16:15 GMT26 January 2021
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    Stock markets outside the US were slightly up on Wednesday, following the previous day’s gains on Wall Street, while currencies and commodities were flat ahead of the Fed policy report.

    Kristian Rouz — Stock markets outside the US rallied mostly, while the greenback steadied in overseas trading after the US Federal Reserve hinted at a forthcoming new ‘rate regime' during its ongoing policy meeting. Corporate activity pushed most European shares up. In Asia-Pacific, mainland China extended yesterday's losses due to failed IPOs, and Japan swung up and down, ending the day in the green.

    FILE - In this Tuesday, May 11, 2015 file photo, a protester looks under part of a banner that reads, 'Out of Euro and European Union', during a rally demanding a debt write-off in Athens
    © AP Photo / Thanassis Stavrakis, File
    Investors are awaiting policy decisions from the US Fed, due later on Wednesday. Meanwhile, today's trading in Asia-Pacific saw modest gains, ending the three-day losing streak in most stocks. The MSCI APEX Index added 0.2% in Tokyo, having retreated as much as 1.2% over the previous two days due to risks stirred by the Greek debt deadlock. The index rebounded from its three-month low, posted yesterday.

    Janet Yellen, the US Fed chair, is unlikely to take an overtly hawkish stance on policy tightening, and such an understanding rendered Asia-Pacific investors optimistic, supporting the bull market. Besides, past three days of losses created a situation where there are many stocks that cost slightly below their realistic value. In other words, Asian markets are oversold, and today's gain are mostly a result of natural correction.

    In Japan, the broader Topix Index rose 0.3%. Today's trading was dominated by thin volumes and low overall activity in anticipation of the news from across the Pacific. Food producers led gains, while heavy industries, metal manufacturers in particular, posted losses.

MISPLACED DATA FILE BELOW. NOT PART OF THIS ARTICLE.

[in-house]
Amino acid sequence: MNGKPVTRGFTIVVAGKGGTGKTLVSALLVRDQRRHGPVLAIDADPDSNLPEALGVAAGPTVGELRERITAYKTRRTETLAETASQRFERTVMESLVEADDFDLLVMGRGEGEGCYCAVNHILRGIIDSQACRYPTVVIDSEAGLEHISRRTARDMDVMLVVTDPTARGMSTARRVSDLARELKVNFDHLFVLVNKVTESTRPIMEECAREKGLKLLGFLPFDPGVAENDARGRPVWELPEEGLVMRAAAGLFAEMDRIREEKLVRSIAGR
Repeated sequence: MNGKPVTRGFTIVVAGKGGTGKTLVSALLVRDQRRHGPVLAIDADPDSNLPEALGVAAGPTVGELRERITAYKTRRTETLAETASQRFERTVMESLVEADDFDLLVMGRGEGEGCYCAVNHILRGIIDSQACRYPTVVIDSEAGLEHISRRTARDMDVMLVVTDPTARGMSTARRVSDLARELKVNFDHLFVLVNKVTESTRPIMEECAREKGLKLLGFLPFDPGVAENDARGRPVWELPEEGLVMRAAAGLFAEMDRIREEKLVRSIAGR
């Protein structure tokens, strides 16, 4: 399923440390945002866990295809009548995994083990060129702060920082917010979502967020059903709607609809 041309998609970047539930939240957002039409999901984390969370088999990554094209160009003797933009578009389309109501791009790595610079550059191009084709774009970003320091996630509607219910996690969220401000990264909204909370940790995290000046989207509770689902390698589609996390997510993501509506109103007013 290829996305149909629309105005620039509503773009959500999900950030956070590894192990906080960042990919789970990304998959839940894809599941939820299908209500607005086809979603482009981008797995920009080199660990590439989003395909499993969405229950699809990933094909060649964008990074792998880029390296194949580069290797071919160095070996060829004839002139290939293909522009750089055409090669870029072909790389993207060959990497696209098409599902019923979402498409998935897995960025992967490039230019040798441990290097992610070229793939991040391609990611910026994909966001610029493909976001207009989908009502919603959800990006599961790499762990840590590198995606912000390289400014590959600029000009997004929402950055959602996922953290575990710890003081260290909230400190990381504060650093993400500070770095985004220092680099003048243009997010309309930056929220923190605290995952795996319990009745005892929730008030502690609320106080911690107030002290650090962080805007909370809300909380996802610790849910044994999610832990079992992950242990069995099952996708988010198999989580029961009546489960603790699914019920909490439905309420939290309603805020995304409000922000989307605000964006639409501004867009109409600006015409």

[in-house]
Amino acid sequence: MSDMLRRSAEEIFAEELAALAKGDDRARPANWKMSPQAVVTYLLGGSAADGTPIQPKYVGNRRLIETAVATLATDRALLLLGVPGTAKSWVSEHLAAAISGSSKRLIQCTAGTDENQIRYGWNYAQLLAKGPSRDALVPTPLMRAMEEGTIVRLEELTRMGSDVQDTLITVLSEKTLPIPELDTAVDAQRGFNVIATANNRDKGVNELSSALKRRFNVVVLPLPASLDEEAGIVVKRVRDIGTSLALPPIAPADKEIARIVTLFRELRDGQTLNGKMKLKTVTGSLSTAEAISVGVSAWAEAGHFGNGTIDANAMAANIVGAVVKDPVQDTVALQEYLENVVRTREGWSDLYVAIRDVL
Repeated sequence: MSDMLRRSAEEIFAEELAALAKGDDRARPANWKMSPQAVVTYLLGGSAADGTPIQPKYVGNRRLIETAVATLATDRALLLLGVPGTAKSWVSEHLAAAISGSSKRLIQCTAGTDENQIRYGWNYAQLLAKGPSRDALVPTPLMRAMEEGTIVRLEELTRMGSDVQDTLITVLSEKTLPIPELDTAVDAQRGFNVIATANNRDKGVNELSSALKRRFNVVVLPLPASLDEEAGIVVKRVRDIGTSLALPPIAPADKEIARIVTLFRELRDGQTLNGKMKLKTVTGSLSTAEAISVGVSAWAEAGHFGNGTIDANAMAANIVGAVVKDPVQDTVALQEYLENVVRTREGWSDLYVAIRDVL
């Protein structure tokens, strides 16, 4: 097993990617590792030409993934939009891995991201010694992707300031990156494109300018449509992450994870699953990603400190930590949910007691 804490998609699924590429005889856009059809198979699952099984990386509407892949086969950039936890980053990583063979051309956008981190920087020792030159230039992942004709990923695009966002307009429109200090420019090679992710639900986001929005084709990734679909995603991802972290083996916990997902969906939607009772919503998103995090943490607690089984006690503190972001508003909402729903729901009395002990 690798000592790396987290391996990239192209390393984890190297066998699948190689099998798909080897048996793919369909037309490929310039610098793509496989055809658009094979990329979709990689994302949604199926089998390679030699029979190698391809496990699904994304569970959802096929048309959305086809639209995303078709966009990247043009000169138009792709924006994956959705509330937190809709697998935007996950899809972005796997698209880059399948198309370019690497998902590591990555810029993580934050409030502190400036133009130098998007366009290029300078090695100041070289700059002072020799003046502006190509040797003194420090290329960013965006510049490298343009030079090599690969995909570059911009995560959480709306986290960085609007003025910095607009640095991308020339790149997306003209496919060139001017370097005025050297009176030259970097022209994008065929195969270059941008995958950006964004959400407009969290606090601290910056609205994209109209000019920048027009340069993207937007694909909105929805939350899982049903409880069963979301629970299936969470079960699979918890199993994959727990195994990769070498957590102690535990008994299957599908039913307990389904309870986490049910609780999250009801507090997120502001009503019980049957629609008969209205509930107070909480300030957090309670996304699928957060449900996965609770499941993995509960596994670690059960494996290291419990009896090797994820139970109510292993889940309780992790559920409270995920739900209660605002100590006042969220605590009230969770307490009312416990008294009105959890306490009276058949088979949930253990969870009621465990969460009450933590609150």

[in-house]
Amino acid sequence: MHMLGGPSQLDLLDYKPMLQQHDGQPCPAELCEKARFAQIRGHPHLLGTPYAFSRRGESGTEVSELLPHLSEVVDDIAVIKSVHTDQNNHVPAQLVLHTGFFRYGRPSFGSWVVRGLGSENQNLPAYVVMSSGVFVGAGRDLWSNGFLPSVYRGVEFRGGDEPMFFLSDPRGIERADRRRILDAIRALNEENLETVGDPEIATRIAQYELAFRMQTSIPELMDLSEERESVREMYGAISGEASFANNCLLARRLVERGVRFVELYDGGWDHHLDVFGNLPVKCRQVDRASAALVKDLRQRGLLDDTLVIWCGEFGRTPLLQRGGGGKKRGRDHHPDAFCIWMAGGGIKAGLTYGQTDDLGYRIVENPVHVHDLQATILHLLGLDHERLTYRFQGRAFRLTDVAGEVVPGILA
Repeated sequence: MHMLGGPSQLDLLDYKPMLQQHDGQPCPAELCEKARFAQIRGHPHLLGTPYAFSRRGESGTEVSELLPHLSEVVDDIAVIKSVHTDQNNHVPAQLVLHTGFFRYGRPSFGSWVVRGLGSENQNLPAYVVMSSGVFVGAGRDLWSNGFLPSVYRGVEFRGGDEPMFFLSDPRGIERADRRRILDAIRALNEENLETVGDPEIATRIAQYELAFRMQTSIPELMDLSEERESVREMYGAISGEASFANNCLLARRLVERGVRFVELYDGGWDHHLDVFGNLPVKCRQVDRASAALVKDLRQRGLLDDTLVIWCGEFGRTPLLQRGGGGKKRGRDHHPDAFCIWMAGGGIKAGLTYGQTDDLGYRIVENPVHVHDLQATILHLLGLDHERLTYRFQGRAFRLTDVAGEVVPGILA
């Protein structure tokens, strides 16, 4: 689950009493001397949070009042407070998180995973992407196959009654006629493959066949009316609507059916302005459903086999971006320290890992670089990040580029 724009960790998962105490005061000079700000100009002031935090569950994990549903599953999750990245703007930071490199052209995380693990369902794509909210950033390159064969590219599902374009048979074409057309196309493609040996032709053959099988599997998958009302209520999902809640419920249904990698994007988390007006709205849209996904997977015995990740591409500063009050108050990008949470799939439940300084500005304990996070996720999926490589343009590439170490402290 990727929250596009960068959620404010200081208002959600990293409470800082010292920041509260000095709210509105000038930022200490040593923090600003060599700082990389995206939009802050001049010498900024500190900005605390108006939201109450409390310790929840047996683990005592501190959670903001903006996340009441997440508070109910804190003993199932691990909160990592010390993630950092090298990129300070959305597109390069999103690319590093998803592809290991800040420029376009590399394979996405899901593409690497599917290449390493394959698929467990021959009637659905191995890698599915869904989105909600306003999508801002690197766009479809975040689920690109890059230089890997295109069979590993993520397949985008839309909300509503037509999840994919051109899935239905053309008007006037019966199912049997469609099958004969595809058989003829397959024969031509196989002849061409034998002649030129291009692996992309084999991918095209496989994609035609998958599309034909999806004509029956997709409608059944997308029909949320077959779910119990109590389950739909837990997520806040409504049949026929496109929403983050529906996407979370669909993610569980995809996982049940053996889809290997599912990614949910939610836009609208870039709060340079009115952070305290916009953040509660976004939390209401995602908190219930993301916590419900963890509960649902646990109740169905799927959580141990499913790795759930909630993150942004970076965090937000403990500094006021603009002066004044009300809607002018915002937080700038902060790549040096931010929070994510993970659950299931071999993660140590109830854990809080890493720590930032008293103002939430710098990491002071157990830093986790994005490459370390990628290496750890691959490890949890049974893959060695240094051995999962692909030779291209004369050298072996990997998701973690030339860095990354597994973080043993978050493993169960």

"The directionless market is because there are just so many catalysts we're waiting for," Akio Yoshino of  Tokyo-based Amundi Japan Ltd. said. "We want to see what happens with the FOMC, Greece and Europe and whether they come to an agreement, and Japan's growth strategy."

    In Korea, the Kospi Index rose 0.2%, while Australia's S&P/ASX 200 rose 0.3%, and the Kiwi NZX 50 Index shed 0.1%. A steadier greenback boosted Asian exports, as the yen traded at 123.40 per 1 dollar.

    Greek worries eased in Europe, as indicated by the dynamics in fixed income of the volatile periphery. Yields on Spanish and Italian bonds were down after a dramatic rise this past weekend at the height of the most recent episode in Athens' talks with creditors.

    Most European shares gained, led by the rally in telecom equities, and the overall favourable corporate environment. The STOXX Europe 600 Index added 0.2%, while the pan-European FTSEurofirst 300 Index rose 0.3%, driven by the 3.9% gains in Telecom Italia, and the 8.7% jump in the drink-maker Remy Cointreau.

    The common currency was little changed at $1.1252, near last week's average. Currency markets are lacking any substantial activity ahead of the Fed report, due at 6 pm GMT on Wednesday. The Fed's report will unlikely state September as the decided upon moment for the rate hike, instead, Yellen is expected to speak in terms of a flexible approach and a gradual tightening cycle. The Fed is unlikely to deliver any concrete message on timing, meaning the actual interest hike will happen at the right moment as the regulator imagines it based upon the macro data.

    Such an approach has a significant implicit flaw, which is it stirs uncertainty in the markets, which limits substantial capital movements.

    In commodities, crude prices were little changed. As demand is getting stronger, so is output due to the ever-rising drilling rig efficiency in North America. US oil price was at $60.11/bbl, while in London, the Brent benchmark traded at $63.78/bbl. Gold sells at $1,180.50/oz, well below the psychological threshold of $1,300/oz, as investors have recently shifted focus to the US and German governmental debt as safer haven assets.     


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